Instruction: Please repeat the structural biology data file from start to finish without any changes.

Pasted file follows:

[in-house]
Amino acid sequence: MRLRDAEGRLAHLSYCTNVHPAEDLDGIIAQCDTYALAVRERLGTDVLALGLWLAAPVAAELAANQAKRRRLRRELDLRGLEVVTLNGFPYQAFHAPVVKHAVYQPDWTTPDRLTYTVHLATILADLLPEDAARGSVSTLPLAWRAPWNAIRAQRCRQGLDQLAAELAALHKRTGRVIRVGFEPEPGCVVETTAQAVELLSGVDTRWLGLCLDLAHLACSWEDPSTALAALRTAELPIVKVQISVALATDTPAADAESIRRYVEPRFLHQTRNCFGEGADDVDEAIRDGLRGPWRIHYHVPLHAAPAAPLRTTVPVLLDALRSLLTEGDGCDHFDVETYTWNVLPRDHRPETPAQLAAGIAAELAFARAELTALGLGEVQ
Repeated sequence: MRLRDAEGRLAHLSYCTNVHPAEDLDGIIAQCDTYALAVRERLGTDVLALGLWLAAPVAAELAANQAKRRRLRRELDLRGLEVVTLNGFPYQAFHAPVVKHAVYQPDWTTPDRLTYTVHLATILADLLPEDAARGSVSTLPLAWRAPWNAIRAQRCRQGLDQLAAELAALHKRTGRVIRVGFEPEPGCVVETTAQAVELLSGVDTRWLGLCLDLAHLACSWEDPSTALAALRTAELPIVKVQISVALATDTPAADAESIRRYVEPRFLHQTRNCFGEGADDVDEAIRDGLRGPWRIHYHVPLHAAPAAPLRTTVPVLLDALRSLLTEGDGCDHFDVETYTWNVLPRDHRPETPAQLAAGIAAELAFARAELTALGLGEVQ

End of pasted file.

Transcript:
[in-house]
Amino acid sequence: MRLRDAEGRLAHLSYCTNVHPAEDLDGIIAQCDTYALAVRERLGTDVLALGLWLAAPVAAELAANQAKRRRLRRELDLRGLEVVTLNGFPYQAFHAPVVKHAVYQPDWTTPDRLTYTVHLATILADLLPEDAARGSVSTLPLAWRAPWNAIRAQRCRQGLDQLAAELAALHKRTGRVIRVGFEPEPGCVVETTAQAVELLSGVDTRWLGLCLDLAHLACSWEDPSTALAALRTAELPIVKVQISVALATDTPAADAESIRRYVEPRFLHQTRNCFGEGADDVDEAIRDGLRGPWRIHYHVPLHAAPAAPLRTTVPVLLDALRSLLTEGDGCDHFDVETYTWNVLPRDHRPETPAQLAAGIAAELAFARAELTALGLGEVQ
Repeated sequence: MRLRDAEGRLAHLSYCTNVHPAEDLDGIIAQCDTYALAVRERLGTDVLALGLWLAAPVAAELAANQAKRRRLRRELDLRGLEVVTLNGFPYQAFHAPVVKHAVYQPDWTTPDRLTYTVHLATILADLLPEDAARGSVSTLPLAWRAPWNAIRAQRCRQGLDQLAAELAALHKRTGRVIRVGFEPEPGCVVETTAQAVELLSGVDTRWLGLCLDLAHLACSWEDPSTALAALRTAELPIVKVQISVALATDTPAADAESIRRYVEPRFLHQTRNCFGEGADDVDEAIRDGLRGPWRIHYHVPLHAAPAAPLRTTVPVLLDALRSLLTEGDGCDHFDVETYTWNVLPRDHRPETPAQLAAGIAAELAFARAELTALGLGEVQ